Images capturing Indonesian landscapes, everyday life in Vietnam, stars over Switzerland and so much more have all been included on the shortlist for the 2016 Sony World Photography Awards, the world’s biggest photography competition.
The competition, which is organised by the World Photography Organization, saw a record number of entries this year. More than 230,000 images were submitted, a 33% increase from 2015, according to the organizers.
Entries came from photographers in 186 different countries – the most the competition has ever seen.
Judges have selected the shortlist of images, which is also “defined by its sheer internationality, with over 270 photographers from nearly 60 countries being represented, the most in the awards’ nine-year history”.
There are three categories in the competition: professional, open and youth. The professional competition includes a variety of categories including architecture, candid shots, landscape, portrait, current affairs, people and more.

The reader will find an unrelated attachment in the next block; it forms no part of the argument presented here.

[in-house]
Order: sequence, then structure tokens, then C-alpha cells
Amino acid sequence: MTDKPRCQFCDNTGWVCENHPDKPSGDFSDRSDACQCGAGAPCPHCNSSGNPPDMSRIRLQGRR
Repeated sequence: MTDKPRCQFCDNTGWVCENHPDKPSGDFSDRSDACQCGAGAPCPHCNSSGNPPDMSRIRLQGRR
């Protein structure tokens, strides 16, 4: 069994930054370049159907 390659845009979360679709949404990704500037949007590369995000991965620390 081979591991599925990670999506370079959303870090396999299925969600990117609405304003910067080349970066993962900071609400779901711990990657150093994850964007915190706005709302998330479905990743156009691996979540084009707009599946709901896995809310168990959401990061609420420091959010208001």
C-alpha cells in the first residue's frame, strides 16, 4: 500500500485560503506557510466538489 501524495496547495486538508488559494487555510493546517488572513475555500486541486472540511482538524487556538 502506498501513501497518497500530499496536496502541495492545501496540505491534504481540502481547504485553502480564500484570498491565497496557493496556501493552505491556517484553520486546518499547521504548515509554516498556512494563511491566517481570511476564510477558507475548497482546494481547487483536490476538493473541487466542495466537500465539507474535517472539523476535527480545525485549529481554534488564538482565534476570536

The judges noted themes among the thousands of images, including “the delicate handling of intimate, private moments by photographers; the capturing of the major public stories dominating the news, from the conflict in the Ukraine to the endless lines of refuges in search of a better life in Europe; and the use of new technology to create work, including drone and underwater photography”.
Scott Gray, CEO of the World Photography Organisation and organiser of the awards said they were very pleased with the selections for the shortlist.
“Despite the increase in the number of photographers, and the amount of imagery that required judging, this year above all others we have witnessed a wealth of powerful imagery in the traditionally strong social documentary categories as well as the art and conceptual work. It is wonderful for the medium that it can offer such rich diversity.”
Photographers in the professional category are competing for a $25,000 prize and the title of Photographer of the Year.
The winners will be revealed on 21 April and will be showcased at Somerset House in London from then until 8 May.